Our goal is to try to elevate the program to where the rest of the school is or was and to develop a program with sustainability to try to get that success and sustain it, and we're on our way, similar to what we did at FGCU. I give them a lot of credit. I was just a small part of what they're doing and what they have done at FGCU, same at USC. But our basketball program, our players deserve the credit for being here in such a short period of time and we have everyone coming back -- I should say most players coming back next year. Our goal is build this thing and sustain its success.

Q. Can you see the style that you played in Florida transferring to the PAC-12 as much as it did? Obviously, it's a different league, different level, but can you play that open, that fun?
ANDY ENFIELD: Have you seen our team play yet?

Q. I haven't seen them enough.
ANDY ENFIELD: You should probably get some game film and you tell me. No, I'm just joking. We're top 10 in the nation in scoring. We lead the league in three-point shooting and we have a lot of dunks. We have six players averaging double figures. We spread the floor and play the same style.

To get to 21 wins it's our system, it's our identity as far as sharing the basketball. I'm proud of our players buying into the team concept offensively. We're third in the PAC-12 in field-goal percentage opponents against us. We're top ten in the nation in blocked shots. We steal the ball fourth in the league. So our defense is much improved this year, and that's the reason we're able to get out and run against certain teams because you have to defend. You can't take the ball out of the basket every time because they're making a shot and trying to run on teams.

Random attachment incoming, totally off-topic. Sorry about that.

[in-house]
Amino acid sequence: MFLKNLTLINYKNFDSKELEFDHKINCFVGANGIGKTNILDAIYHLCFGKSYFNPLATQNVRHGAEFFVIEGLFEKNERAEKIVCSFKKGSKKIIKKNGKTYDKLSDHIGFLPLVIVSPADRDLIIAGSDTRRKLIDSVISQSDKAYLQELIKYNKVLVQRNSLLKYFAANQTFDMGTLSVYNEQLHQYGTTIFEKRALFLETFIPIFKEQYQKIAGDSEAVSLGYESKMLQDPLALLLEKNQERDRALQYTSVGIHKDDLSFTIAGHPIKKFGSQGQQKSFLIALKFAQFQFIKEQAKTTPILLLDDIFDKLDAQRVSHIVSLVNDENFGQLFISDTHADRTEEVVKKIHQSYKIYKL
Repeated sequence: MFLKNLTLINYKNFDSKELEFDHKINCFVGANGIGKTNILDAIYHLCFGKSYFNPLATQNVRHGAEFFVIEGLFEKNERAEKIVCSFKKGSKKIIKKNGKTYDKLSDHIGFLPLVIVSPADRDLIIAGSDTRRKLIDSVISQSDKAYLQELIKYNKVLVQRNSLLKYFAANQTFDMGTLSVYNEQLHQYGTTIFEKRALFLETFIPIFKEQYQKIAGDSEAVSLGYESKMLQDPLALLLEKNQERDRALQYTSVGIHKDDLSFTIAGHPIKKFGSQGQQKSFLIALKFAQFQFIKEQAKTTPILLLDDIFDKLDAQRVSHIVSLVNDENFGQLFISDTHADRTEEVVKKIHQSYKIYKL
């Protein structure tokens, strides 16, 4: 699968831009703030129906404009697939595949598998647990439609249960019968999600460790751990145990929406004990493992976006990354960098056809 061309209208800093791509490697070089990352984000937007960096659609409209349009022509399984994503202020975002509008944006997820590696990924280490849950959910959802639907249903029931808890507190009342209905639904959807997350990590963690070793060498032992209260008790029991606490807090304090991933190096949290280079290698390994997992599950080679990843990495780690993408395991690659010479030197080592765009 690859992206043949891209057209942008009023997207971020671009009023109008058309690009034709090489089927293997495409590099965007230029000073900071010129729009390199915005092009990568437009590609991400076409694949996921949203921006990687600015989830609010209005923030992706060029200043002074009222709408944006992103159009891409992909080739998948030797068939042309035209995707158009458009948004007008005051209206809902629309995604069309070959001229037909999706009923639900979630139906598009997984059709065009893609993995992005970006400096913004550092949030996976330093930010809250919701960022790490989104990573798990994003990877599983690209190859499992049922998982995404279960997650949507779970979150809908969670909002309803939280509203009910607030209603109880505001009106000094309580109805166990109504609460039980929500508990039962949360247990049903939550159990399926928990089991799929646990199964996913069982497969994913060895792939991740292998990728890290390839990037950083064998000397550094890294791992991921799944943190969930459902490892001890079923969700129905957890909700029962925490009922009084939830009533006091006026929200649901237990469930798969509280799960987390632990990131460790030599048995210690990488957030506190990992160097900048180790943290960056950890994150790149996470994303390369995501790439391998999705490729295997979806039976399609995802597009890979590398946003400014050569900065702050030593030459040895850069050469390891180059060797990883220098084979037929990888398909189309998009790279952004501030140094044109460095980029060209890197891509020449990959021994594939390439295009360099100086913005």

So, we've done our part. We're not perfect at it, but that's who we try to be and have been very successful for the most part.

Q. Such a short turnaround to the second round, advanced scouting is always part of the process for the staff. Will there be an advanced scout on a 16 seed? Will that be a little part of the process?
ANDY ENFIELD: Well, we are not taking any team for granted. We'll do our due diligence and we'll have our favorites when we watch that Carolina-FGCU game right before ours. Right now we're worried about Providence. Providence is such a good team, so talented, so well-coached that we're not even thinking about the second round right now. We're thinking of the Providence Friars and how good they are.

Q. I wonder if you can offer any thoughts how they've evolved and making it work in a new direction with what seems to be a defense emphasis first and foremost?
ANDY ENFIELD: Unfortunately, I haven't had a chance to see them play just because of time difference because we're so wrapped up in what we're trying to do. I certainly respect Coach Dooley and the staff. Michael Fly, who was on our staff, is still there. They're great coaches and they run a great program. They are different styles and I really don't know what to say because I haven't seen them play. I do know they're a very good team and I'm very happy for them.

THE MODERATOR: Any other questions? All right. Coach, thank you very much and good luck tomorrow.

ANDY ENFIELD: Thank you.